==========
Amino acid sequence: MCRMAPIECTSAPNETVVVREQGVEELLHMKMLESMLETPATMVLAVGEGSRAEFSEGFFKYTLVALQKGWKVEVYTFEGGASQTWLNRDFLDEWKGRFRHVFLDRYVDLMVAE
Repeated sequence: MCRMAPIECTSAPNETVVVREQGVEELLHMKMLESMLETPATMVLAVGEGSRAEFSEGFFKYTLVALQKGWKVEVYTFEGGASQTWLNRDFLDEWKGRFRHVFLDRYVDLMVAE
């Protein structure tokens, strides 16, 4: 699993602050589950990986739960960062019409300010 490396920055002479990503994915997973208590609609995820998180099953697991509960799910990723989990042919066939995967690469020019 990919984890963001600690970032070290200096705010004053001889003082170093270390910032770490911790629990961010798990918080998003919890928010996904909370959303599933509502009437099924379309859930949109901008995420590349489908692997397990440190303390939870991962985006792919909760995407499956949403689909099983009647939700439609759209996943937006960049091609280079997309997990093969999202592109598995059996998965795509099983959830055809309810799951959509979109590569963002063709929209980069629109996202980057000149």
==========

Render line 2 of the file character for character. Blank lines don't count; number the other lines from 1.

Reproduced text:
Repeated sequence: MCRMAPIECTSAPNETVVVREQGVEELLHMKMLESMLETPATMVLAVGEGSRAEFSEGFFKYTLVALQKGWKVEVYTFEGGASQTWLNRDFLDEWKGRFRHVFLDRYVDLMVAE